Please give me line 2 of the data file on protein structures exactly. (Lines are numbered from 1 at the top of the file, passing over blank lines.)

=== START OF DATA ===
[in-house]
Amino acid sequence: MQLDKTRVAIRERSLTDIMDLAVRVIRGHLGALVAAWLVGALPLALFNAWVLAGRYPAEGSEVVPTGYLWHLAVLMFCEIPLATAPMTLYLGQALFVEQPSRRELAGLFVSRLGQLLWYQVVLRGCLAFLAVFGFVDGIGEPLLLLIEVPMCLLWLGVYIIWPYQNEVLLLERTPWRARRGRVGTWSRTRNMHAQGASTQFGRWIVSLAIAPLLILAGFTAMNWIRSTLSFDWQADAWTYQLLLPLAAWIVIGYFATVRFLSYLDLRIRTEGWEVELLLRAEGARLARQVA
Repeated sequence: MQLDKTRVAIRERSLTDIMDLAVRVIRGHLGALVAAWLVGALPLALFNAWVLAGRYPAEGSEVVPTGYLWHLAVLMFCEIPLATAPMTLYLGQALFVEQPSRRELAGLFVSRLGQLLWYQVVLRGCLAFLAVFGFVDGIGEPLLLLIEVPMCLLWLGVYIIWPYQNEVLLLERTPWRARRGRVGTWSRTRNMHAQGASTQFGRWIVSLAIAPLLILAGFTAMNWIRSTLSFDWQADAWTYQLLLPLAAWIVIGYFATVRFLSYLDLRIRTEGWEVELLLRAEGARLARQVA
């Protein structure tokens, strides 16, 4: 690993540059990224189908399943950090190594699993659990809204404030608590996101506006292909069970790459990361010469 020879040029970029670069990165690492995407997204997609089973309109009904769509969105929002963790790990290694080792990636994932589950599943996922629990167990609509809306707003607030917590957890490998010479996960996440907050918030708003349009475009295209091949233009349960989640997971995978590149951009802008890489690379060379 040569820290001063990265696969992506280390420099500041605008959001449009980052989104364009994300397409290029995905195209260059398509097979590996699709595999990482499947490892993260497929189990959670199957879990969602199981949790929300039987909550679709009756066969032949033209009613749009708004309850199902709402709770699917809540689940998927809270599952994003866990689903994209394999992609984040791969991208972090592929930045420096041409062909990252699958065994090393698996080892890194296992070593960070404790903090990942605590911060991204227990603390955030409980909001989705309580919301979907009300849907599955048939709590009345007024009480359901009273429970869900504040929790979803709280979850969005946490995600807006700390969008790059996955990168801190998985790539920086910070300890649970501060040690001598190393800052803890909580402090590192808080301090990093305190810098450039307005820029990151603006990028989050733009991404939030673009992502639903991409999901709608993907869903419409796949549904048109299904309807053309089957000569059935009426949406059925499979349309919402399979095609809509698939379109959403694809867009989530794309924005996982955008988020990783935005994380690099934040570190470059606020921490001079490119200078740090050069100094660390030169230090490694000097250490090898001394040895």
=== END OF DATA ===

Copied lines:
Amino acid sequence: MQLDKTRVAIRERSLTDIMDLAVRVIRGHLGALVAAWLVGALPLALFNAWVLAGRYPAEGSEVVPTGYLWHLAVLMFCEIPLATAPMTLYLGQALFVEQPSRRELAGLFVSRLGQLLWYQVVLRGCLAFLAVFGFVDGIGEPLLLLIEVPMCLLWLGVYIIWPYQNEVLLLERTPWRARRGRVGTWSRTRNMHAQGASTQFGRWIVSLAIAPLLILAGFTAMNWIRSTLSFDWQADAWTYQLLLPLAAWIVIGYFATVRFLSYLDLRIRTEGWEVELLLRAEGARLARQVA